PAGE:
Of Resale Power Group of Iowa, FERC said, for instance, that the group asserted that the plain meaning of “incentive” under Federal Power Act (FPA) section 219 is a “payment or concession to stimulate greater output or investment,” not a reward or bonus for doing something already accomplished or in progress. According to Resale Power Group of Iowa, FERC precedent recognizes that incentives must be prospective and linked to new customer benefits, FERC said, adding that Resale Power Group of Iowa argued that FERC departed from those precedents by adopting an incentive that accomplishes nothing new for transmission customers because ITC Midwest has already undertaken transmission infrastructure projects without the transco adder. Resale Power Group of Iowa argued that ITC Midwest’s application contained no evidence that ITC Midwest would provide new benefits to customers if granted the transco adder, FERC said.
Furthermore, Resale Power Group of Iowa argued that FERC violated its own regulations by granting the transco adder because the incentive is not required to encourage ITC Midwest’s formation, FERC said. Resale Power Group of Iowa asserted that FERC’s regulations and precedent state that the transco adder be granted only where it both encourages Transco formation and is sufficient to attract investment, FERC said, adding that Resale Power Group of Iowa contended that ITC Midwest, a seven year-old Transco, does not need an incentive to encourage its formation.
Noting that it grants ITC Midwest’s request for clarification, FERC said that while paragraph 41 of the March 31 order was unclear, FERC did state in paragraph 1 and ordering paragraph “(A)” that its acceptance was subject to the proposed transco adder being applied to a base ROE that has been shown to be just and reasonable based on an updated DCF analysis and subject to the resulting ROE being within the zone of reasonableness determined by that updated DCF analysis, as those may be determined in the complaint proceeding, and subject to the outcome of the complaint proceeding.
FERC said it denies the requests for rehearing, adding that it disagrees with ITC Midwest’s contention that FERC’s grant of a 50 basis point transco adder instead of the requested 100-basis point adder is not based on the record, is arbitrary and capricious, and provides no guidance on what showing would justify a 100 basis point transco adder beyond unsupported references to “specific circumstances” and “market conditions.”
FERC said that it has conducted independent analysis for each requested ROE incentive, and has not based or justified its granting of such incentives solely on the prior approval of ROE incentives.
FERC also said that it found, as a preliminary matter, that ITC Midwest is a fully independent, stand-alone transmission company member of MISO under Appendix I of MISO’s tariff. However, FERC said, ITC Midwest’s level of independence is just one consideration in FERC’s analysis of an applicant’s request for ROE incentives.
FERC said it disagrees with Resale Power Group of Iowa’s assertion that FERC’s grant of a transco adder violated FPA section 219 and FERC’s regulations because the 50-basis point transco adder is not an incentive and because it does not encourage Transco formation and attract investments.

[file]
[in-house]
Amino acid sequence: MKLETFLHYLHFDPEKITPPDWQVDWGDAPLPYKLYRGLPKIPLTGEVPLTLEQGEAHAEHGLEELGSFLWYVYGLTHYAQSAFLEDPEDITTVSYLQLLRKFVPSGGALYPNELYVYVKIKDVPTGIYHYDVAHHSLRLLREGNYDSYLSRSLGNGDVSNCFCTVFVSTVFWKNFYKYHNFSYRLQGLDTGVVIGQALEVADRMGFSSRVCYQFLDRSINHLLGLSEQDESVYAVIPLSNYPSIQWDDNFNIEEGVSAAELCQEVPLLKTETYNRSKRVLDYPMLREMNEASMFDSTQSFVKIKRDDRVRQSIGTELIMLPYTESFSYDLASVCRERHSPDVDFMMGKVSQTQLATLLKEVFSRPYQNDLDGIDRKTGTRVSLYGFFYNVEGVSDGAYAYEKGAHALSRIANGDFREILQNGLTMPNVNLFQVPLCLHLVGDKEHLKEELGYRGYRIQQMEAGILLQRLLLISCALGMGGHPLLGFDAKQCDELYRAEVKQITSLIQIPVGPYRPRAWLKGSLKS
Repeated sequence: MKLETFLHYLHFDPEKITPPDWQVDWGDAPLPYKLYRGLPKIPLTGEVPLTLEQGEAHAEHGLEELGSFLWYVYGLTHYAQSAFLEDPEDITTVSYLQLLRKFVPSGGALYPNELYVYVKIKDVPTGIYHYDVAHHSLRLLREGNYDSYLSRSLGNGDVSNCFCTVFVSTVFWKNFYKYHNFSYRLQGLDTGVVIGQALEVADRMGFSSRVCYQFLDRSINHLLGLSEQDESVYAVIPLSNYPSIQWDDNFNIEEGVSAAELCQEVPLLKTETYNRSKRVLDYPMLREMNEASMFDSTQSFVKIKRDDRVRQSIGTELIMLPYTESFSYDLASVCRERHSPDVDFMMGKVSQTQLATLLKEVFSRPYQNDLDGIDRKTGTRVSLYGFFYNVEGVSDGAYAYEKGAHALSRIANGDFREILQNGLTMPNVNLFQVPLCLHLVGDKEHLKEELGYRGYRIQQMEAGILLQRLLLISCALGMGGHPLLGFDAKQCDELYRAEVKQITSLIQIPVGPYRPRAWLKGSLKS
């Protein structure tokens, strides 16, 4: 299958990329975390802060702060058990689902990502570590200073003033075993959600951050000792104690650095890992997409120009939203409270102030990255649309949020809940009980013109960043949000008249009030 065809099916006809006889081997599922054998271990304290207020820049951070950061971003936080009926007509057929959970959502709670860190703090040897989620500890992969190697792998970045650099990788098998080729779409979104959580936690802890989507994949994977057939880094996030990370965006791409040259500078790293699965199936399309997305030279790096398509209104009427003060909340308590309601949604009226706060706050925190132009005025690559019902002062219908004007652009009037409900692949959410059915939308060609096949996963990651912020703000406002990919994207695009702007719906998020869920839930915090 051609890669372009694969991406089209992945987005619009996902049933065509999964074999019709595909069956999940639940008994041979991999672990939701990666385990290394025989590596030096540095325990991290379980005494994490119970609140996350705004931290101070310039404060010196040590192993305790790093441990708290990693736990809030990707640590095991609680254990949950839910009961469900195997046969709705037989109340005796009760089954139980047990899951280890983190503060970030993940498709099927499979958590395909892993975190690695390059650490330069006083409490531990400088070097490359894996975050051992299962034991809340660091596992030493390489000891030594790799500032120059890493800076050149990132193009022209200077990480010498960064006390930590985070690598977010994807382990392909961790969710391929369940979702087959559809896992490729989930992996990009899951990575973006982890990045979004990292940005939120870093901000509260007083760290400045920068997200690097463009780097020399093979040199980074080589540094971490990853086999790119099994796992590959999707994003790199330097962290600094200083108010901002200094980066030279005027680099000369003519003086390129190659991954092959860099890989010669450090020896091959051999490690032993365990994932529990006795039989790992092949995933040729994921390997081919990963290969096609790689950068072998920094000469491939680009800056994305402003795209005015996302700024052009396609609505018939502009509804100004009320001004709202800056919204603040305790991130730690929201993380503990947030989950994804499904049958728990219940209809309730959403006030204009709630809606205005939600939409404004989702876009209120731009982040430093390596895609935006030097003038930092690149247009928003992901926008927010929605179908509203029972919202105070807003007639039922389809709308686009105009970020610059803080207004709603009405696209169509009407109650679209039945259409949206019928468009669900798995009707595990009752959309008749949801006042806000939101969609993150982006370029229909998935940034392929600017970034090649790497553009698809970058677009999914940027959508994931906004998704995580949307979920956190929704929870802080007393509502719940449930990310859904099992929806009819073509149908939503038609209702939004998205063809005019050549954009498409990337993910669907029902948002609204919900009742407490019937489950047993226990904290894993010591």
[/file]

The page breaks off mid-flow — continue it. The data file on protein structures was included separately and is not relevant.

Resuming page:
FERC noted that its statement in Order No. 679 that adoption of the final rule would “provide to Transcos a ROE that both encourages Transco formation and is sufficient to attract investment after the Transco is formed,” was not a requirement that a transco adder encourage Transco formation and be sufficient to attract investment, but was instead merely referring to them as two primary potential benefits of the transco adder.
Among other things, FERC noted that Resale Power Group of Iowa argued that Transco investments have not reduced costs or increased competition, but it merely reiterates previously raised arguments that its rates have gone up since 2008. Regardless of whether Resale Power Group of Iowa’s rates have increased, such an increase does not itself demonstrate that costs would be lower or competition higher absent such Transco incentives or why such incentives would no longer confer such benefits, FERC said.
In a separate Jan. 6 statement, Clark said that consistent with his joint dissent with Moeller in the underlying proceeding, he continues to disagree with the decision to reduce the ROE transco adder for ITC Midwest from 100-basis points to 50-basis points.
“It will be unsurprising if stakeholders are left wondering on what basis the commission reversed precedent and reduced the ROE adder,” he said. “On rehearing, the commission fails to offer additional insight, support or an adequate record upon which to justify its decision.”
Given the significant ongoing changes in the delivery of electricity, driven in no small part by a changing resource mix and a slew of environmental regulations, Clark said he believes that ROE stability would better serve consumers.
“The trend in the electricity industry points towards a consumer-driven need for more investment in transmission infrastructure, not less,” he said. “While I do not dispute there may be times in which the commission is justified in lowering ROEs for utilities based on a fully developed record, such is not the case here. Lowering ROEs on the basis of this scant record sends the wrong signal to investors, sowing uncertainty about the direction the commission is heading with regard to infrastructure policy, and creating a chilling effect during a time in which we will likely most need that very investment.”